Global alliance to shape biofouling strategies grows, still needs shipping companies

Membership growth of the biosecurity GIA is welcome, but without shipping companies taking biofouling and invasive species risks seriously, policy decisions risk missing the mark

Building regulations in shipping can be difficult – the latest diplomatic deliberations at the committee level of the International Maritime Organization are testament to this.


Regulations, whether to protect human life or the environment, are increasingly political in nature. But at Fathom World we have often written that one should not confuse the policy gaming of the member state representatives who come to the committees and the work and outreach of the IMO secretariat who work at the IMO headquarters.


The work of the Organisation is largely funded by member states, one can see projects and partnerships being built up in a growing array of key areas in the last two years, funded by Saudi Arabia, Norway, Germany and others.


There is also the creation of alliances with industry too, allowing closer collaboration with shipping companies and others who will either be impacted by any rule changes, or expected to provide solutions to meet rule changes.


Take the Global Industry Alliance for Marine Biosafety, which sits within the GloFouling Partnerships, whose membership has grown in the last month.


Companies that join this alliance are not funded, they have to pay their own way, but they work closely with the secretariate on biofouling and invasive species issues which in turn help with policies, and spreading the confidence that any guidance or rules can have an impact.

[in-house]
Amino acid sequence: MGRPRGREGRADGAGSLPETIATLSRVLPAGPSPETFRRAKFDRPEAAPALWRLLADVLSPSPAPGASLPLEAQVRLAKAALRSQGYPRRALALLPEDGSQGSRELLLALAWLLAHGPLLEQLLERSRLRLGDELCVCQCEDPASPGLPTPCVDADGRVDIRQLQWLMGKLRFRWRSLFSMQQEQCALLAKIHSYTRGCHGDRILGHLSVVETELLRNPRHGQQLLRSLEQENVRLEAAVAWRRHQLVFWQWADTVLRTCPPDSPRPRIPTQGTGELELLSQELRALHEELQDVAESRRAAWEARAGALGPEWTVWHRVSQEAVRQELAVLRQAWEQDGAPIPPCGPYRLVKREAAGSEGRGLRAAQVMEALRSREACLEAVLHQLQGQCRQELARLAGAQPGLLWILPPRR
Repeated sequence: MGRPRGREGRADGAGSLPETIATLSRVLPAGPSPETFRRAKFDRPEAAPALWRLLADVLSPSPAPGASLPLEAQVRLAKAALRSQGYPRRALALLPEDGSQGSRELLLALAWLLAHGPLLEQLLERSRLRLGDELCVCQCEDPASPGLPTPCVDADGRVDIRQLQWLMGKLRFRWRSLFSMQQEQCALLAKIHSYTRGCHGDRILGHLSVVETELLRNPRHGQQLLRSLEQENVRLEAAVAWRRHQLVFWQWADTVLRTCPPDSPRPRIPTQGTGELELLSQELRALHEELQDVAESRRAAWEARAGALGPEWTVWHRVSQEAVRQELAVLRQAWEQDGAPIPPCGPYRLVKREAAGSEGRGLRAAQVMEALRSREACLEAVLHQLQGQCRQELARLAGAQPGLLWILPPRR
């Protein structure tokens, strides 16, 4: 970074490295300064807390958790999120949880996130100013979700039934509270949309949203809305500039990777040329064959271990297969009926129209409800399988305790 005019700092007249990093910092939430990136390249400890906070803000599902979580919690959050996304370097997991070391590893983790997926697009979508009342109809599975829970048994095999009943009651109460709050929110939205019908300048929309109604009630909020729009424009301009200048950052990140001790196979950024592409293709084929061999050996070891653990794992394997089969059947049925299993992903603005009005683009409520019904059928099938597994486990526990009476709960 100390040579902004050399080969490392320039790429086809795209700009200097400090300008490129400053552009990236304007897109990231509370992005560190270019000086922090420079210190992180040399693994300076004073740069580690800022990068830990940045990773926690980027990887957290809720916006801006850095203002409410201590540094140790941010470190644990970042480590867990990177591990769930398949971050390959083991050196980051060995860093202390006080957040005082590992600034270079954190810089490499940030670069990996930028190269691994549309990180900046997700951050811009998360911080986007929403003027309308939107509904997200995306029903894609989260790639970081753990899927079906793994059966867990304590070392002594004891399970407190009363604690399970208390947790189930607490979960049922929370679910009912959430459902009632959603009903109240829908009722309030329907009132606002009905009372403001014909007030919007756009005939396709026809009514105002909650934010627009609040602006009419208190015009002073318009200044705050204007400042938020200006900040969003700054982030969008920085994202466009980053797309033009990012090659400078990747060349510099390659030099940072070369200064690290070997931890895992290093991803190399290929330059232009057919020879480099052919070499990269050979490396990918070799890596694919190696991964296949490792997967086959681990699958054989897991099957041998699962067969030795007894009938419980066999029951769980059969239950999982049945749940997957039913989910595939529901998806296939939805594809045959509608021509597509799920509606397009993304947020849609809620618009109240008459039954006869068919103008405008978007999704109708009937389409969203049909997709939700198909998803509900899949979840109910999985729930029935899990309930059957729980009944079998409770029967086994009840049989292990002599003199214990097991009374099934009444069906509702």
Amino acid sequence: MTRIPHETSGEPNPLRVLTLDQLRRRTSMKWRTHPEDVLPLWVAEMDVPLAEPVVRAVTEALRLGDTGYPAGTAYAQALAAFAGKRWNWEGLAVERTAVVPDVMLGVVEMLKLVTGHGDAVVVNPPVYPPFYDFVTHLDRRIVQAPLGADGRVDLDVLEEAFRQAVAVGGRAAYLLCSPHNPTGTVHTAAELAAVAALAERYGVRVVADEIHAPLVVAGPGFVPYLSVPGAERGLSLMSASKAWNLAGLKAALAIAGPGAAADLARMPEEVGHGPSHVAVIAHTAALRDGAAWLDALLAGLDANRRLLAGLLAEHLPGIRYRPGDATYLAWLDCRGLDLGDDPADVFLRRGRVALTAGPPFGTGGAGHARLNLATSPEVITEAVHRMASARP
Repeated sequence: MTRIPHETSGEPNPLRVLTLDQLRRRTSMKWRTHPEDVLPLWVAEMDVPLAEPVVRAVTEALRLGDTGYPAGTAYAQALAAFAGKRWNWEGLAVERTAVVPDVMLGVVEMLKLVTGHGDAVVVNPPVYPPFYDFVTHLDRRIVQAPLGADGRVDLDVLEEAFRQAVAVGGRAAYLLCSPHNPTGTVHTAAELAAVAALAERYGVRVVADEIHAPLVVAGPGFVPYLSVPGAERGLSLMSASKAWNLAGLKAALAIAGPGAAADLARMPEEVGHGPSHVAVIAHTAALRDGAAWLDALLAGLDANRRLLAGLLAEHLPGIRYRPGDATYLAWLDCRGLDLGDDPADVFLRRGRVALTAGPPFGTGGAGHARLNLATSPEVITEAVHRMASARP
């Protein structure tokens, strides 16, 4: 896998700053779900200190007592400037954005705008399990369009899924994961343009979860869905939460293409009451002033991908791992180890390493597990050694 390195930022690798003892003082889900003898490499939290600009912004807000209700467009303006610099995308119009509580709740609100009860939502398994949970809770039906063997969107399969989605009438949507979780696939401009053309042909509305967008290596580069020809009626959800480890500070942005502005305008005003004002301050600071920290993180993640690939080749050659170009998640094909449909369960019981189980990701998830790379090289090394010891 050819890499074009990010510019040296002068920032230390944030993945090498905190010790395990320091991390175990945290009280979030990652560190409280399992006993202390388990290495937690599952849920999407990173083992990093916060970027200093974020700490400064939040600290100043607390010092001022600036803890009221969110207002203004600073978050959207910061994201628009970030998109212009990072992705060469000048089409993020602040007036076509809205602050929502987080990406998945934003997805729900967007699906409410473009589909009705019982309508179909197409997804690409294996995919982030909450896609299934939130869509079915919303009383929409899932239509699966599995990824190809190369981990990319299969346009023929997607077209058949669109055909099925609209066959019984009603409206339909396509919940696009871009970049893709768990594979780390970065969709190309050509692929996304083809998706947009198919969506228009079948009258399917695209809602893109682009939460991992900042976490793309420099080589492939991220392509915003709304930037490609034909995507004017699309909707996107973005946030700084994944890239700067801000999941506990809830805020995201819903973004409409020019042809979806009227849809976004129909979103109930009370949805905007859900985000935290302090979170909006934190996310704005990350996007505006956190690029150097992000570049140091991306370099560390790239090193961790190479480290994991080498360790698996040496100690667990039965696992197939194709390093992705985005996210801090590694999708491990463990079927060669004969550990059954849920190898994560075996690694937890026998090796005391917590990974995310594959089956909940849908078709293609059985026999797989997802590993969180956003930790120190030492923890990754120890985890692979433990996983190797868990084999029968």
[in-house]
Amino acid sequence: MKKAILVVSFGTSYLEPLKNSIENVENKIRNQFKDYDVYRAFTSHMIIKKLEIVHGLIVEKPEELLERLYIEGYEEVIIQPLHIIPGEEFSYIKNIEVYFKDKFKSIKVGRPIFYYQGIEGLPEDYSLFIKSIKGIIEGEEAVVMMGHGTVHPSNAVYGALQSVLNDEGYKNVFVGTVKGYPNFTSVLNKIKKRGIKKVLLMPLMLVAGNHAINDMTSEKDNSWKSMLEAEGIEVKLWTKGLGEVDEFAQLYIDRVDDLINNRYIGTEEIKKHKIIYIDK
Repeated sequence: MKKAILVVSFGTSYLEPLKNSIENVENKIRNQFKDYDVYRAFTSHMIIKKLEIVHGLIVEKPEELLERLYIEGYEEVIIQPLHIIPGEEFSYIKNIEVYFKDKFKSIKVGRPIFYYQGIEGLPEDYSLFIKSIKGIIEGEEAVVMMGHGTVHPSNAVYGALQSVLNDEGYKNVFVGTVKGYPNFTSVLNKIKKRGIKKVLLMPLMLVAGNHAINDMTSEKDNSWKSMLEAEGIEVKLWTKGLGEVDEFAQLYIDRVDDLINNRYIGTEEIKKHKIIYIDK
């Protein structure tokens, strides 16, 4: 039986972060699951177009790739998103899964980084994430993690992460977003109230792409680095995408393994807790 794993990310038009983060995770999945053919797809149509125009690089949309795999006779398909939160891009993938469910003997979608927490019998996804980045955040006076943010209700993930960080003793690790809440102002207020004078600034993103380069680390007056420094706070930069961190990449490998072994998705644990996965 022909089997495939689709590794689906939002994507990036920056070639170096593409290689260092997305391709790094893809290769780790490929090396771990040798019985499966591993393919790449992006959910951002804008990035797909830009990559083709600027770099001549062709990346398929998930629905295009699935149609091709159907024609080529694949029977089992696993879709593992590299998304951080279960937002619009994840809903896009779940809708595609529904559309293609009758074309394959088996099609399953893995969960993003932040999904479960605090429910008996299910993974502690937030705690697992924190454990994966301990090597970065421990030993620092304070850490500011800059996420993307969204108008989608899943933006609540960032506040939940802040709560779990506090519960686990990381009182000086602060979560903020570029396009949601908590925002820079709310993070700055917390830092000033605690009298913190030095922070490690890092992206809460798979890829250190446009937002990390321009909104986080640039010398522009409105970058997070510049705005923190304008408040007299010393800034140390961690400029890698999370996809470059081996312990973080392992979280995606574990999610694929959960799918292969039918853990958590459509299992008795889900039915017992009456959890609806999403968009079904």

Membership of the biosafety GIA now consists of three coating companies – Akzo Nobel, Jotun, KCC Marine Coatings, Antifouling system maker Sonihull, research group JSTRA and six companies that have developed robotic hull cleaning systems – Armach Robotics, CleanSubSea, ECOsubsea, Hullwiper, SLM Global, TAS Global.


There is however still only ne shipping company in the alliance, Hapag Lloyd, showing interest in the notion of building up competence and having a voice in how potential strategies and regulations can be developed to curb invasive species risks.


It was telling also that during the GloFouling Partnership Research and Development Forum there were very few shipping company representatives attending.


Hull cleaning remains a huge policy discussion with some ports and national administrations allowing unlimited hull cleaning, with divers and cleaning technology, while other ports have completely banned it due to the invasive species risks.


Marine biofouling is a huge risk, and the ballast water convention is proof of this, even though its journey to becoming a way to curb the risks as been tortuous and a lesson in needing to bring regulators and the various aspects of industry and science together.


The Glofouling Partnerships is about doing that, and the GIA is specifically there to help give policy makers the insights into the technology and industry capabilities, while giving industry the awareness of what policies are being discussed and planned, nationally, regionally or internationally.


This is why the GIA and GloFouling has the potential to reduce the risk of the policy process for the ballast water convention being repeated, but it still needs more industry input, particularly shipowners and operators, into the GIA.


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